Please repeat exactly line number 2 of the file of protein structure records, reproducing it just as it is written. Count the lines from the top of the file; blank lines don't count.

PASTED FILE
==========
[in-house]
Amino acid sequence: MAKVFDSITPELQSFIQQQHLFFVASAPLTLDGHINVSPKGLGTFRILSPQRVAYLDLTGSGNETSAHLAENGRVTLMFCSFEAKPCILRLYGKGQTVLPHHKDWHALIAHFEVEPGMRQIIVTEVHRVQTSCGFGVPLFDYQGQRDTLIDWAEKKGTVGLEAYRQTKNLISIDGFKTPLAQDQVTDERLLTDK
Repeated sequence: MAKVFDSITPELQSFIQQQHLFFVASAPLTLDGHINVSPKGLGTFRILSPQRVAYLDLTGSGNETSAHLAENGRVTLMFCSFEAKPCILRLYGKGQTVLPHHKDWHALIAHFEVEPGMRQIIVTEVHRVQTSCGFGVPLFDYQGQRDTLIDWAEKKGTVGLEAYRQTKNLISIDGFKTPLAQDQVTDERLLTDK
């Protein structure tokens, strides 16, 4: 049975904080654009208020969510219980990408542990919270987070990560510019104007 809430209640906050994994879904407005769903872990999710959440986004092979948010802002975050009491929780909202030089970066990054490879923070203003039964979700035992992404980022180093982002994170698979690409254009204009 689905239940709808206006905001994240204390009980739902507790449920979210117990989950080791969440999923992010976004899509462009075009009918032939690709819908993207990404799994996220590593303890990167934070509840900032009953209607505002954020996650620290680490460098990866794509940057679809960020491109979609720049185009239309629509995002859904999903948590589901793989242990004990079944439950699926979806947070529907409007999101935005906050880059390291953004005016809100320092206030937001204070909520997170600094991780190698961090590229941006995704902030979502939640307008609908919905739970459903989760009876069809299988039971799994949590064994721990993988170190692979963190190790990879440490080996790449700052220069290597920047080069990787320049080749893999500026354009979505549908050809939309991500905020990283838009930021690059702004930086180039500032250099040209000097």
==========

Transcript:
Amino acid sequence: MAKVFDSITPELQSFIQQQHLFFVASAPLTLDGHINVSPKGLGTFRILSPQRVAYLDLTGSGNETSAHLAENGRVTLMFCSFEAKPCILRLYGKGQTVLPHHKDWHALIAHFEVEPGMRQIIVTEVHRVQTSCGFGVPLFDYQGQRDTLIDWAEKKGTVGLEAYRQTKNLISIDGFKTPLAQDQVTDERLLTDK